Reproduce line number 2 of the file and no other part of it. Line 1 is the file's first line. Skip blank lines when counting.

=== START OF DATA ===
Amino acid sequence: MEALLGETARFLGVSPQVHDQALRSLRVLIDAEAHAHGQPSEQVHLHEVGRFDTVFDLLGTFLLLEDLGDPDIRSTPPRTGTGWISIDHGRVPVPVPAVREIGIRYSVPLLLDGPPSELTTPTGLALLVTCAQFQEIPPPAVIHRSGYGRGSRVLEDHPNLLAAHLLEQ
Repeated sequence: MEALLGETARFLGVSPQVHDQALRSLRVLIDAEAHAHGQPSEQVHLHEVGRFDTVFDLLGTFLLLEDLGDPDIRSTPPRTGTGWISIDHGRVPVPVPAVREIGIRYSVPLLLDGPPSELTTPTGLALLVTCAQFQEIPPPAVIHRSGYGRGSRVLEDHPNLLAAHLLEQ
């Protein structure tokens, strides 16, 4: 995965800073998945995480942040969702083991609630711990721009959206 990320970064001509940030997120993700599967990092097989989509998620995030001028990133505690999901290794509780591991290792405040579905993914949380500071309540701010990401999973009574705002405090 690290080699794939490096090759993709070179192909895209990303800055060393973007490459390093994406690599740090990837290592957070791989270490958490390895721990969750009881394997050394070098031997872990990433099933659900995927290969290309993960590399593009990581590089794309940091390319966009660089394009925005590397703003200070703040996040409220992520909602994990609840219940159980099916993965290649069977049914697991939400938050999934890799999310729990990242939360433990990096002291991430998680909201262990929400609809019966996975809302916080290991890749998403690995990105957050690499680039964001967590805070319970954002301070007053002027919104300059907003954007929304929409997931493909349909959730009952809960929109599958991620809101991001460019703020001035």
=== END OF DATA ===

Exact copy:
Repeated sequence: MEALLGETARFLGVSPQVHDQALRSLRVLIDAEAHAHGQPSEQVHLHEVGRFDTVFDLLGTFLLLEDLGDPDIRSTPPRTGTGWISIDHGRVPVPVPAVREIGIRYSVPLLLDGPPSELTTPTGLALLVTCAQFQEIPPPAVIHRSGYGRGSRVLEDHPNLLAAHLLEQ